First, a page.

The Interpretation | Elle Silver | SPRING 2015

What do we learn from the test data? Much is revealed in the subjectivity of a diagnosis. 

John Forbes Nash. Jr. | Eleanor Levine | FALL 2014

When a beautiful mind meets an ugly illness, brilliance and chaos ensue.

Lamentations of Cancer | Janell Ball | FALL 2012

A poem about a daughter's experience of her mother's brain cancer and the ongoing battle her family faced.

Letter to a 93-year-old Cadaver | Jennifer Stella | SPRING 2014

Revelations about dissection from a doctor who chooses not to distance herself from it.

Limbless | Marilyn Arenas | FALL 2013

A nurse recalls the long painful process that ultimately results in a profound loss.

Line of Beauty | Arlene Weiner | SPRING 2015

Aesthetics of a surgical procedure: what doctors and patients see is often different.

Love Compounded | Mary Oak | SPRING 2016

How cancer spreads with terror everywhere, yet those who experience it are one of many. 

The Man From Sierra Leone | Zach Williamson | SPRING 2013

A case presentation and follow-up recommendations are told through rhyme.

Maroon | Elsa Asher | SPRING 2013

Miscarriage. The word known long before uttered.

Meningioma | Lorri Danzig | FALL 2012

A tumor changes a life in an instant: this poem explores how to process such a powerful diagnosis.

Mi Jardin / My Garden | Emma Rivera | FALL 2011

Nature and its straightforward beauty brings solace in any language.

My Grandpa | Meghan Wang | SPRING 2013

Our memories live with those who love us. 

My Favorite Piece | Jacob L. Freedman | SPRING 2015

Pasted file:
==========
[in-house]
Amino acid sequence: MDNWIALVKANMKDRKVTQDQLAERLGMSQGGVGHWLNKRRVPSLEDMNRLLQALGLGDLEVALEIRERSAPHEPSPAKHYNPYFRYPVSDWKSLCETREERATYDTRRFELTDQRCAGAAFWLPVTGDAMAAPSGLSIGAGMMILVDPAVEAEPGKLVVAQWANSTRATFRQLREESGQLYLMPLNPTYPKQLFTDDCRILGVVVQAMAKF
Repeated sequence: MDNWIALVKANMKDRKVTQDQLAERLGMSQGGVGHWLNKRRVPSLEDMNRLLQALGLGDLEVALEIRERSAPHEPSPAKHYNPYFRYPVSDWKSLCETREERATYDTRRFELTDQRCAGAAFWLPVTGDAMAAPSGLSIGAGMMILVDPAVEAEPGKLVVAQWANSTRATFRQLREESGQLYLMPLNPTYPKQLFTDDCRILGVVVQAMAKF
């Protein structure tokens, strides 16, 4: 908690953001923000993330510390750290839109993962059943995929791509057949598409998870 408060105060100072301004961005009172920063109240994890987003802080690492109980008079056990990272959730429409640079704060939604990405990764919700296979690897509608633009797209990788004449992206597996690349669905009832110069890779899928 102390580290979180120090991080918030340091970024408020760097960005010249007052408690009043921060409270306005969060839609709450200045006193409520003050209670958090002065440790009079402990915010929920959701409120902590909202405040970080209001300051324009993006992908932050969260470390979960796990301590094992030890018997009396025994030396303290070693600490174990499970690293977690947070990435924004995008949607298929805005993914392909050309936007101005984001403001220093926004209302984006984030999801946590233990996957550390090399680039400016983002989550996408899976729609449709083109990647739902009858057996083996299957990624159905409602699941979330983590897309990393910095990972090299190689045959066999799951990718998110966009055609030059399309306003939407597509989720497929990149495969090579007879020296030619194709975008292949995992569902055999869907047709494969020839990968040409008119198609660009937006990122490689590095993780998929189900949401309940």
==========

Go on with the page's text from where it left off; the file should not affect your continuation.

Two doctors, twin brothers, and one Brahms' concerto add up to an evocative reflection.

The Nacirema | Joanna White | FALL 2015

The baffling medical rites and customs of an exotic culture

Needle | Sara Backer | FALL 2015

A description of needles in many forms, as they pierce through the various aspects of life.

Ode to Color | Karen George } SPRING 2014

Healing comes in many forms and myriad hues.

Out in the Open | Deborah Gorlin | FALL 2015

A description of a modern surgeon, a "latter day shaman," and his craft. 

Overwhelmed | Kendra Peterson | SPRING 2013

A patient-physician encounter of being presented with difficult news. 

Pathways | Elizabeth Adler | FALL 2015

A touching description of one's person pathway from health to sickness

The Phone | Samantha Greenberg | SPRING 2015

A simple act—like responding to a loved one who is ill—calls up conflicting emotions.

The Physician Bears Witness | Lorenzo R. Sewanan | FALL 2012

A look into the rich inner world of a physician, and its dynamic, ever-changing role, as a patient seeks a cure, an answer, and eventually some humanity